Living the Truth

Ablow book coverKeith Ablow has written a great book about our tendency to minimize, deny, or otherwise try to hide from the pain of our past. It’s a great book for people in recovery, because it encourages people to face the reality of their pain, and therefore to heal from it. Many people get stuck in their recovery, continuing patterns of relapse, because they haven’t dealt with the soul wounds that drive their addiction. In early life, they turned to sex or chemicals or food to help them cope with their pain … and in adulthood, when those old wounds get triggered, they reach for the old solutions.

The book is so good that I’m going to include some quotes here. He opens the book with the following:

“The origins of delf-deception run deep inside us. Continue reading Living the Truth

Interview: How much sex is too much?

George Collins is a counselor in the San Francisco Bay area who has been in practice since 1995, working with sex addicts. Here are some excerpts from an interview with him, published in The Metro (a Bay area newspaper). I’m including this because I think he’s got some good things to say, and anyone with his experience is worth listening to. Enjoy:

Loren Stein (interviewer): How does someone know if they have a sexual addiction? Or in other words, how much sex is too much sex?

Continue reading Interview: How much sex is too much?

How to spot the difference between a healthy sex drive and dependence / addiction

How can you tell if someone has a problem with sexual behavior? Sometimes peoples’ defense is simply that “I just have a strong sex drive.” Where is the line between a healthy sex drive, and addictive behavior? What follows is a list of criteria from Dr. Pat Carnes’ web site “,” with some edits and clarifiers from me.

While an actual diagnosis for sexual addiction should be carried out by a mental health professional, the following behavior patterns can indicate the presence of sexual addiction. Individuals who see any of these patterns in their own life, or in the life of someone they care about, should seek professional help.

1. The person exhibits a pattern of out-of-control sexual behavior

Continue reading How to spot the difference between a healthy sex drive and dependence / addiction

Addiction and recovery over time

People respond to an addictive substance or behavior because it improves their sense of well-being for a short time. But over time the addiction helps less and less on each occasion of acting out, and one’s overall sense of well-being deteriorates. The forecast for well-being for an addict is always bad. Eventually the peak of a person’s “high” is a worse state of being than when they started the addiction, and the high only staves off the negative effects of withdrawal. David C. Bissette has created the following charts, that illustrate the sense of well-being on the divergent paths of progressive addiction and recovery. Check out this chart: Continue reading Addiction and recovery over time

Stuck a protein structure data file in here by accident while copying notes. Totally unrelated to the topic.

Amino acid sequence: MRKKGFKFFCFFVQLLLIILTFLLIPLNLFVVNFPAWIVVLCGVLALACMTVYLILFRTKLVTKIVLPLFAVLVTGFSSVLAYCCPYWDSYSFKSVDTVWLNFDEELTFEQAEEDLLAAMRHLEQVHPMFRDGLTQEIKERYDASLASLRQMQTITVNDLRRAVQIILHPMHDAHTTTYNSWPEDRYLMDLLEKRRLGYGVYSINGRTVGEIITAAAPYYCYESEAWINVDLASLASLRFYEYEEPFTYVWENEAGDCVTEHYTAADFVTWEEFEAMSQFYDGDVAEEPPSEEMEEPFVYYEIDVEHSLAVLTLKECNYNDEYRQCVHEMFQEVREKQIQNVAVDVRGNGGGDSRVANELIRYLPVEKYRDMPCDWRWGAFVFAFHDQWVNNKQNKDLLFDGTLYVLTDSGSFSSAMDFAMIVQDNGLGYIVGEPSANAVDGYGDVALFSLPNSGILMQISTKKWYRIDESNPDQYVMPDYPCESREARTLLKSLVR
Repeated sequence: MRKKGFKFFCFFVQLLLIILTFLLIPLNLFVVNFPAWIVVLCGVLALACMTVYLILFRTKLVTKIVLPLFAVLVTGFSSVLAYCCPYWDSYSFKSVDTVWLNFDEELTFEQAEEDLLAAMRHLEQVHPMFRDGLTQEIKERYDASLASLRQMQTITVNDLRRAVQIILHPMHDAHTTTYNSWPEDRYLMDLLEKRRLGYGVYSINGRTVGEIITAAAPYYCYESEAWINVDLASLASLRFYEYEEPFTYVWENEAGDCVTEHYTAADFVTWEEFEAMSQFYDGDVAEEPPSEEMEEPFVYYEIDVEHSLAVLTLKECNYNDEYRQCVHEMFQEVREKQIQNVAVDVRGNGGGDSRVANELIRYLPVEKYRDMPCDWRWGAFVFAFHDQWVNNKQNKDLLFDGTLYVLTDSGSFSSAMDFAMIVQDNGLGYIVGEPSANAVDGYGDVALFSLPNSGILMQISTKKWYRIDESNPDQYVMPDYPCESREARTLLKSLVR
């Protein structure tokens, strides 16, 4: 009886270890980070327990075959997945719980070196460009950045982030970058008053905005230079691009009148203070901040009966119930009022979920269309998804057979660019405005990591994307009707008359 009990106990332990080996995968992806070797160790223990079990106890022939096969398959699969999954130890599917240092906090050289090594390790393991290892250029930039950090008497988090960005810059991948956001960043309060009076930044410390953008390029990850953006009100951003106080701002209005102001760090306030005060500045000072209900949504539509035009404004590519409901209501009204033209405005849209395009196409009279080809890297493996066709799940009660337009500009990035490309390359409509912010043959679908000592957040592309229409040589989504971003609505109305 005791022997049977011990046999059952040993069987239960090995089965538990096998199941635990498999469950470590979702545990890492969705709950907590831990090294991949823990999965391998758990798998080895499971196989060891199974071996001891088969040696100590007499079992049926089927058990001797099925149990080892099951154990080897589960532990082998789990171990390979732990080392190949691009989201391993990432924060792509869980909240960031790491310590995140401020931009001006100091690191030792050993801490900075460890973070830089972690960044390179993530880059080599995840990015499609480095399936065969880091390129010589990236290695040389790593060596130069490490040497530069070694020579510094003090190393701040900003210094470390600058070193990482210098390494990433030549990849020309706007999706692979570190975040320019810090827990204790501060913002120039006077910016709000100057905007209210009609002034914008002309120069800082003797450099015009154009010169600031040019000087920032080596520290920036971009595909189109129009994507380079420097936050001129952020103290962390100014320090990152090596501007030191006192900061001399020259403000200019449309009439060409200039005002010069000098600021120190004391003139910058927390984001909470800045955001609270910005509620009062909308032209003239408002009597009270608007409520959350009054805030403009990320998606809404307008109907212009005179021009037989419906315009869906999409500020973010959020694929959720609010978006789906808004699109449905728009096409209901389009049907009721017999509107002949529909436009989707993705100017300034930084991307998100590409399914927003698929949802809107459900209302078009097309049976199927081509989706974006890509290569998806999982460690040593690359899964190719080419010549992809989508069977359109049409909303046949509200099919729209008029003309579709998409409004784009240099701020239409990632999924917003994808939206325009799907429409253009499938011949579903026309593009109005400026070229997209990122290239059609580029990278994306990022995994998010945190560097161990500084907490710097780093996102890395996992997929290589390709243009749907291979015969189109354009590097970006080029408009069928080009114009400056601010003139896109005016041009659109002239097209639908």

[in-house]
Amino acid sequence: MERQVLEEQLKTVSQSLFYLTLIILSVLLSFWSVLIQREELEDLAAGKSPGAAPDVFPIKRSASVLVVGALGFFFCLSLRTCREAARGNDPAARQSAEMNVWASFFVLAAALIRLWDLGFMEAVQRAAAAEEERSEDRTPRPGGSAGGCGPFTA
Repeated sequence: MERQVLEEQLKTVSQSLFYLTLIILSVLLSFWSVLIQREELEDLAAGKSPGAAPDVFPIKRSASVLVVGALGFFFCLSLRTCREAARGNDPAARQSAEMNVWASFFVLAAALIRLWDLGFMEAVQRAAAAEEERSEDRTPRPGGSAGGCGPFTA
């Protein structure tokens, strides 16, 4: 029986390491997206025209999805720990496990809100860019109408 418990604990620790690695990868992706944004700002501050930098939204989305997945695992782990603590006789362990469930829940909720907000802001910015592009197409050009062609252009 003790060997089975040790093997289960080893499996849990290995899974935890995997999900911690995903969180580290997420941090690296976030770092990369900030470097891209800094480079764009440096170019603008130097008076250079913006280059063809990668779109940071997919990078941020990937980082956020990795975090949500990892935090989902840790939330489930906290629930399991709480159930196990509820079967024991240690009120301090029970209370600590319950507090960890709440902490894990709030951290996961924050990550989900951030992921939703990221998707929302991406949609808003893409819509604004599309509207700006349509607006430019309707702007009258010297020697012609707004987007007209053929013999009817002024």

The Differences Between Coaching and Therapy

I just got an email from someone thinking about working with me as a coach, wanting to know more about the differences between coaching and therapy. Whenever I’m asked about this, I try to keep my answer short and focused on recovery. Here’s what I say: “Therapy focuses on how past trauma impacts your present actions, and helps you work through unhealed soul wounds. Coaching focuses more on helping you move into action, getting clear about your goals and removing obstacles to reaching them.”

Continue reading The Differences Between Coaching and Therapy

Disclosure of extra-marital sexual activity to spouses

The topic that generates the most discussion – and anxiety – in our workshops is that of disclosure. Sex addicts who are in relationships need to come clean with their partners, but they are afraid that doing so will cost them the relationship. Knowing this, many addicts disclose the truth of their activities to their partners in stages. We call this “the installment plan” of disclosure, and it’s an exceedingly bad idea. Many wives I talk to are frustrated and confused because their husbands had used the “installment plan,” and they worry that they still don’t have the full story. “I keep waiting for the other shoe to drop,” they say. “I always wonder if there’s something more that he’s been holding back from me.”

Continue reading Disclosure of extra-marital sexual activity to spouses

Isn’t it ironic: more porn equals less sex

MAPA LogoYears ago – before porn had become so common – its opponents warned that if we didn’t limit pornography, men would start objectifying all women like they do porn stars, and treat them accordingly. Rape and all kinds of “sexual mayhem” would result. Naomi Wolf has a great article on the Mothers Against Pornography website where she reflects on this. It’s certainly true that pornography has become ubiquitous, and is changing how people experience sex. But Wolf makes the point that it is actually lowering libido – in relation to real people – rather than raising it. Listen to her own words, which I quote at length from the article:

“But the effect (of pornography) is not making men into raving beasts. On the contrary: The onslaught of porn is responsible for deadening male libido in relation to real women, and leading men to see fewer and fewer women as “porn-worthy.” Continue reading Isn’t it ironic: more porn equals less sex

finding intimacy and freedom from pornography and sex addiction